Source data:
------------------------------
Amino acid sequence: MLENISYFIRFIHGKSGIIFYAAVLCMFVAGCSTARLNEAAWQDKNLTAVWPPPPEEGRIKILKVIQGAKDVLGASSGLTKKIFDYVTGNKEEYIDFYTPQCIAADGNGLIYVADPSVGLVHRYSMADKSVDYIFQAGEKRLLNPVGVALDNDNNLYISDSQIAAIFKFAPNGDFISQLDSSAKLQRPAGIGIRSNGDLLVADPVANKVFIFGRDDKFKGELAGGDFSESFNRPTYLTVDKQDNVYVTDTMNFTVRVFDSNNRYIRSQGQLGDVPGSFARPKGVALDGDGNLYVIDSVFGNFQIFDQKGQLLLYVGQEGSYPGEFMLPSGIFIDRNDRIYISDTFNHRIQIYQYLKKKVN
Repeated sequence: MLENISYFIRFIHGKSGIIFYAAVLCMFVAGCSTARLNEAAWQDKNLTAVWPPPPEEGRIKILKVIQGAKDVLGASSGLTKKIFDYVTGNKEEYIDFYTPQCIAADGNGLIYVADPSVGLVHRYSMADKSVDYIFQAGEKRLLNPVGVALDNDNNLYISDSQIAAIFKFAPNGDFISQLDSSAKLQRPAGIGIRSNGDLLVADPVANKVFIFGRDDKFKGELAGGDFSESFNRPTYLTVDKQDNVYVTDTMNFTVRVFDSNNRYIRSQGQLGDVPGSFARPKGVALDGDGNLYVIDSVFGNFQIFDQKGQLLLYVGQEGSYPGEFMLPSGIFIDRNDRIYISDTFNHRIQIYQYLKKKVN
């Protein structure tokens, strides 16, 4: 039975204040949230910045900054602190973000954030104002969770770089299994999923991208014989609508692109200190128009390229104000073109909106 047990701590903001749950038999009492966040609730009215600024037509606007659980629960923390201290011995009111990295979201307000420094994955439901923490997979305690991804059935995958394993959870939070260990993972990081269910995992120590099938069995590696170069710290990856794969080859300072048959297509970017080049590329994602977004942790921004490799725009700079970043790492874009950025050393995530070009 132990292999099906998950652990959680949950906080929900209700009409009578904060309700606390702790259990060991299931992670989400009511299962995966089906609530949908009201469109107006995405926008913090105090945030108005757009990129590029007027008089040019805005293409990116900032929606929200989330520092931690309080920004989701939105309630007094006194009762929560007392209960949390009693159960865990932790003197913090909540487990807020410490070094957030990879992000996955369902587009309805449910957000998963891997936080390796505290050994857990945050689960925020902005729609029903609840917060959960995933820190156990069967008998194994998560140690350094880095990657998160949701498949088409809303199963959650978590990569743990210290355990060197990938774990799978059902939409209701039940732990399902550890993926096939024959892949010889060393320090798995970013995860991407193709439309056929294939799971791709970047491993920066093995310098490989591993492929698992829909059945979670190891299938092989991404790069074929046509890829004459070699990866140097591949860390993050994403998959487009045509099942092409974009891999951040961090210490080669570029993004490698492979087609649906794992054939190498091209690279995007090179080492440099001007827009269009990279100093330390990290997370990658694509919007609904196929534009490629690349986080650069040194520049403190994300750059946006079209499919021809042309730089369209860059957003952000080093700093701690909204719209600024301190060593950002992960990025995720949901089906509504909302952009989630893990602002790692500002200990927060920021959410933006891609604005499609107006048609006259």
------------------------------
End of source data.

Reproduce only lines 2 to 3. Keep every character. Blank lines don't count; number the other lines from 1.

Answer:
Repeated sequence: MLENISYFIRFIHGKSGIIFYAAVLCMFVAGCSTARLNEAAWQDKNLTAVWPPPPEEGRIKILKVIQGAKDVLGASSGLTKKIFDYVTGNKEEYIDFYTPQCIAADGNGLIYVADPSVGLVHRYSMADKSVDYIFQAGEKRLLNPVGVALDNDNNLYISDSQIAAIFKFAPNGDFISQLDSSAKLQRPAGIGIRSNGDLLVADPVANKVFIFGRDDKFKGELAGGDFSESFNRPTYLTVDKQDNVYVTDTMNFTVRVFDSNNRYIRSQGQLGDVPGSFARPKGVALDGDGNLYVIDSVFGNFQIFDQKGQLLLYVGQEGSYPGEFMLPSGIFIDRNDRIYISDTFNHRIQIYQYLKKKVN
């Protein structure tokens, strides 16, 4: 039975204040949230910045900054602190973000954030104002969770770089299994999923991208014989609508692109200190128009390229104000073109909106 047990701590903001749950038999009492966040609730009215600024037509606007659980629960923390201290011995009111990295979201307000420094994955439901923490997979305690991804059935995958394993959870939070260990993972990081269910995992120590099938069995590696170069710290990856794969080859300072048959297509970017080049590329994602977004942790921004490799725009700079970043790492874009950025050393995530070009 132990292999099906998950652990959680949950906080929900209700009409009578904060309700606390702790259990060991299931992670989400009511299962995966089906609530949908009201469109107006995405926008913090105090945030108005757009990129590029007027008089040019805005293409990116900032929606929200989330520092931690309080920004989701939105309630007094006194009762929560007392209960949390009693159960865990932790003197913090909540487990807020410490070094957030990879992000996955369902587009309805449910957000998963891997936080390796505290050994857990945050689960925020902005729609029903609840917060959960995933820190156990069967008998194994998560140690350094880095990657998160949701498949088409809303199963959650978590990569743990210290355990060197990938774990799978059902939409209701039940732990399902550890993926096939024959892949010889060393320090798995970013995860991407193709439309056929294939799971791709970047491993920066093995310098490989591993492929698992829909059945979670190891299938092989991404790069074929046509890829004459070699990866140097591949860390993050994403998959487009045509099942092409974009891999951040961090210490080669570029993004490698492979087609649906794992054939190498091209690279995007090179080492440099001007827009269009990279100093330390990290997370990658694509919007609904196929534009490629690349986080650069040194520049403190994300750059946006079209499919021809042309730089369209860059957003952000080093700093701690909204719209600024301190060593950002992960990025995720949901089906509504909302952009989630893990602002790692500002200990927060920021959410933006891609604005499609107006048609006259």